Using the results of the comprehensive metabolic panel (CMP), the anion gap is the difference between measured cations (positively charged ions like Na+ and K+) and measured anions (negatively charged ions like Cl- and HCO3-). There are three types: serum, plasma, and urine anion gaps. The most common application of the anion gap is classifying cases of metabolic acidosis, states of lower than normal blood pH. Specifically, classifying into either those that do and those that do not have unmeasured anions in the plasma. The human body is electrically neutral; therefore, in reality, does not have a true anion gap. The calculation then finds utility in exposing variations in that balance. However, changes in albumin and bicarbonate concentrations warrant specific attention.
In essence, the anion gap is a mathematical calculation that provides practitioners with the foresight to plan for managing current problems associated with acid-base balance, fluids, and electrolytes.
For reference, a normal anion gap depends on the concentration of phosphate and albumin in the serum and ranges from 4 to 12 mmol/L. An increased or normal anion gap metabolic acidosis is typically due to excess acid and/or decreased base. A reduction in the anion gap is most commonly due to decreased albumin concentration as albumin is the primary unmeasured anion.
To best understand the concept of anion gap, let us revisit the law of electrochemical neutrality. This law states that for any given solution, the net charge after accounting for all cations (positive ions) and anions (negative ions) should arrive at zero. However, at face value, the subtraction between the measured cations and measured anions of the blood does not yield a zero; the 4 to 12 mmol/L range for “normal anion gap.” However, this does not reflect an integral problem in the mathematical derivations, but rather its paramount utility. The resulting positive number in a healthy, asymptomatic patient is a result of the formula accounting only for measured cations and anions, leaving uncalculated cations and uncalculated anions to reach the zero value.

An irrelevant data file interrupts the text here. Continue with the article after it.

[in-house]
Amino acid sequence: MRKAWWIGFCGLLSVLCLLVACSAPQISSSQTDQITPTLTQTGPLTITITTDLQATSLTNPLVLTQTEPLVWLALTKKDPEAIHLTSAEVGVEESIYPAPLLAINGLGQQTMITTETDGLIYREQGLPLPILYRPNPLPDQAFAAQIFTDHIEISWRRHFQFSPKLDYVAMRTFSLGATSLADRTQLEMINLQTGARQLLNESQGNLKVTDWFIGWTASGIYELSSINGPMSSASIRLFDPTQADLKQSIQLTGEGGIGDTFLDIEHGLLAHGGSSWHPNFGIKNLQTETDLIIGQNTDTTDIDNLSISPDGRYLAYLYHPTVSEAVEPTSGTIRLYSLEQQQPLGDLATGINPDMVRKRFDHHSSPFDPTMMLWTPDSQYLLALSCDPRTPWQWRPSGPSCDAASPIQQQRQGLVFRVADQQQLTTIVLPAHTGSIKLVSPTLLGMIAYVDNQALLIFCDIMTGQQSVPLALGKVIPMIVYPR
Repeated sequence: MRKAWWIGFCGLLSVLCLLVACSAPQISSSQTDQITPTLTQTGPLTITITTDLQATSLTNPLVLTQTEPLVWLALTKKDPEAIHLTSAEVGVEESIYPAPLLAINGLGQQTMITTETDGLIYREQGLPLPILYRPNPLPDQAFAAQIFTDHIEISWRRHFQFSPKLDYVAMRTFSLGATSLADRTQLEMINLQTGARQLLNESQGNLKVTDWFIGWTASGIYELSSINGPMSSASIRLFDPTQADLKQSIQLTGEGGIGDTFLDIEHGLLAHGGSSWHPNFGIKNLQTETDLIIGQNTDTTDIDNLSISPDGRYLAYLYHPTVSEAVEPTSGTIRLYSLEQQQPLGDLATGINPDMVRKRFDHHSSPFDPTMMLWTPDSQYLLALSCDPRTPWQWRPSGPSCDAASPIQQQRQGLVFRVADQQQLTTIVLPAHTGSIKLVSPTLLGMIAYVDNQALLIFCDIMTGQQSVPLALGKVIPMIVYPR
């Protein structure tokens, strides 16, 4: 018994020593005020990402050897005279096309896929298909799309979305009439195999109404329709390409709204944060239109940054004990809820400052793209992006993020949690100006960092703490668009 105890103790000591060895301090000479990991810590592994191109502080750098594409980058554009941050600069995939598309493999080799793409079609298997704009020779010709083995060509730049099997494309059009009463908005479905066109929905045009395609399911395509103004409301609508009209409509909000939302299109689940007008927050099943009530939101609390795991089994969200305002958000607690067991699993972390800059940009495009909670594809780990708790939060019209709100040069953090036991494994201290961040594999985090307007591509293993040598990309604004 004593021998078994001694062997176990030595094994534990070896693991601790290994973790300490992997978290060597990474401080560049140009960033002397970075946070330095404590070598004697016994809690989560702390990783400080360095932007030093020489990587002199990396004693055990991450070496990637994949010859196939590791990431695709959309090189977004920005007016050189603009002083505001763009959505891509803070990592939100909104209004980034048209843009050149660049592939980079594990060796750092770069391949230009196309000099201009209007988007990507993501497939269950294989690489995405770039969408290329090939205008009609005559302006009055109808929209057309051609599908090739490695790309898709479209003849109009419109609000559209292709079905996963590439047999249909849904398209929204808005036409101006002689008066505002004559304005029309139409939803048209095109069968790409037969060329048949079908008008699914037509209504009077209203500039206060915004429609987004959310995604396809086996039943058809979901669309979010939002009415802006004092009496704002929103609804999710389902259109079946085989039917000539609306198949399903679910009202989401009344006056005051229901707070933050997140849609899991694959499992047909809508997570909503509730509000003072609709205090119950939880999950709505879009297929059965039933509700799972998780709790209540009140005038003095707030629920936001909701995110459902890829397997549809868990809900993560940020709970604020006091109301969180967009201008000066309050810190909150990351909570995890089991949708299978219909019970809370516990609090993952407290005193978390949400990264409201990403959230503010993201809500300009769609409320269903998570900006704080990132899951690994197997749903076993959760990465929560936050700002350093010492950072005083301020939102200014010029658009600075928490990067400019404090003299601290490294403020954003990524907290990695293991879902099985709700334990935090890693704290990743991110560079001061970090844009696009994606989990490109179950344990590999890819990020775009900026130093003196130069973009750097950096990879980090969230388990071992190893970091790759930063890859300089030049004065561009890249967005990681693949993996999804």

As an example, an anion gap of 8 means after accounting for measured ions (Na+, Cl-, HCO3-, and depending on your institution, K+) we have a net positive charge of 8. However, this gets neutralized by unmeasured anions such as albumin, phosphorus, and miscellaneous proteins. Thus, one can see if the anion gap increased or decreased out of the 4 to 12 mmol/L range, one can expect tangible derangements in measured cations and anions vs. theoretical derangements in their uncalculated counterparts.
Calculation relies on measuring specific cations, Na+ and K+ and specific anions, Cl- and HCO3-. The equation is as follows: (Na+ + K+) – (Cl- + HCO3-) = Anion Gap.
The anion gap formula can be manipulated to expose the presence of unmeasured cations and anions as shown below.
([Na+] + [K+] + [UC]) = ([Cl-] + [HCO3-] + [UA])
([Na+] +[K+]) – ([Cl-] + [HCO3-]) = [UA] – [UC]
Anion Gap = UA – UC
From this manipulation, a health care practitioner or researcher can see that the 4 to 12 mmol/L range of the anion gap is precisely equal to the difference between the unmeasured anions and cations.
The anion gap is used to identify errors in the measurement of electrolytes (sodium, chloride, bicarbonate, and potassium most notably), detect paraproteins (IgG for example), and evaluate for suspected acid-base disorders – the latter being the most common and essential use.